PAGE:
| | Re: Sick building syndrome
I have heard of this. In fact, my former co-workers a couple of years ago complained of this. The building was very old and only 2 of the windows would open. After extensive testing, it was concluded that there wasn't anything in the building that _should_ make anyone ill. The tests were very expensive, like a few thousand dollars.
A few years later, another building was renovated and my co-workers moved. They seemed to heal almost over night, with the exception of one that actually had surgery to correct the issue that caused her to cough continously. That was the main reason the building was tested - several of co-workers coughed ALL the time.
As for me, I had a few sinus infections and just felt bad all the time. I quit the job and left the building and felt much better. It was while I was working at this building that I had my first asthma attack and it took months for my body to get back to 'normal'. I do contribute most of my sickness to the building, even though, there was nothing that _should_ make me ill. Granted, I can't run down the list of things that was tested becuase I don't remember all of them, but dust and fresh air were on that list. Afterwards, we started opening the 2 windows and we seemed to 'feel' better. Maybe it was the fresh air, maybe it was just needing new air instead of the old, stale air. I wasn't offically diagnosed with asthma at the time, even though we did just about every test available to figure out what was wrong with me and could find nothing. My physican labeled it as 'bronchitis' and we left it at that.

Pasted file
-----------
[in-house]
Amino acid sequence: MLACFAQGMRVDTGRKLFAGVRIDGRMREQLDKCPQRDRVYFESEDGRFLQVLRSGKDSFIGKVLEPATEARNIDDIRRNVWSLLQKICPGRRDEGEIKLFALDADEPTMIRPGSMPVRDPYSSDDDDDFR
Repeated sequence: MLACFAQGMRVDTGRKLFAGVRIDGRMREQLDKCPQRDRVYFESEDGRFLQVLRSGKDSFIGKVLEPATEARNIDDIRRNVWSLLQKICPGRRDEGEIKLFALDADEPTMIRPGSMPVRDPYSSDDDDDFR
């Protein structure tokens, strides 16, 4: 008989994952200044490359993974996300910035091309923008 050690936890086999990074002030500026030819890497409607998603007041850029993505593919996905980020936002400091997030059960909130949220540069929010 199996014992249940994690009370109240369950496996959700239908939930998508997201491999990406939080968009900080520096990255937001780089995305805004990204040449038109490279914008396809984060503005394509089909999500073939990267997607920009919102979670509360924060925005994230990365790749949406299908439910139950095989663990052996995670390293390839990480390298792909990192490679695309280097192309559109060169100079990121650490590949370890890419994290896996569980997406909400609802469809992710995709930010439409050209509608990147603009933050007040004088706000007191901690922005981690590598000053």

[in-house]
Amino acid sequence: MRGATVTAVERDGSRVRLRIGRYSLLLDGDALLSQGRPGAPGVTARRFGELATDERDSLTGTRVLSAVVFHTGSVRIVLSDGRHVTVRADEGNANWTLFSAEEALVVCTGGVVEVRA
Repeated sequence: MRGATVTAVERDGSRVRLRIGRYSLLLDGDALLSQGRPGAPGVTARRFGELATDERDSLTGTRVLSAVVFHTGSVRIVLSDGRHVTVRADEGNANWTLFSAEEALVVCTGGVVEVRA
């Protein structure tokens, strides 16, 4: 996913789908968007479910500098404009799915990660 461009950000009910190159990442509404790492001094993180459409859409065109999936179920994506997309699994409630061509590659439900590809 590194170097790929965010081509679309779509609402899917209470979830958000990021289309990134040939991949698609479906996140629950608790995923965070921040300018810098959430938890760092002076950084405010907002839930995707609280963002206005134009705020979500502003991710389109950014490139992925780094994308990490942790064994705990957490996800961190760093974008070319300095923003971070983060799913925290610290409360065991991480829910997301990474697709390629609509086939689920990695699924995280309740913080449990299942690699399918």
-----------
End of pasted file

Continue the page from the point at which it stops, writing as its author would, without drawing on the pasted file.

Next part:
Either way, the scientific diagnosis said that no one shoudl have an issue with the building, but amazingly after leaving the place, I no longer had any issues at all with asthma (see my post about living non-medicated for over 6 years). One co-worker had surgery and was ok, and the other one was 'ok' after she moved to the newly renovated building. I can't say for certain that the new building was a cure or not, since I wasn't there, but I can say that I no longer had any issues with asthma, allergies or even the common cold after I was away from that building.
You can request different tests to be done on your building. But, who you call and how you go about it is another post for someone else that might know. Since I was a state employee, we had our own environmental quality department that was able to assist us.
If this helps to make any connections, the back of this building faced the busiest downtown street in the state with a speed limit of 35. So there were plenty of exhaust fumes near us and the new building was pretty isolated. I have read that exhaust can trigger dfferent things.
I would look on the EPA.gov site for info.
Good luck to you and I hope you can find some more information on this.
Last edited by iriscristata; 10-20-2004 at 06:55 PM.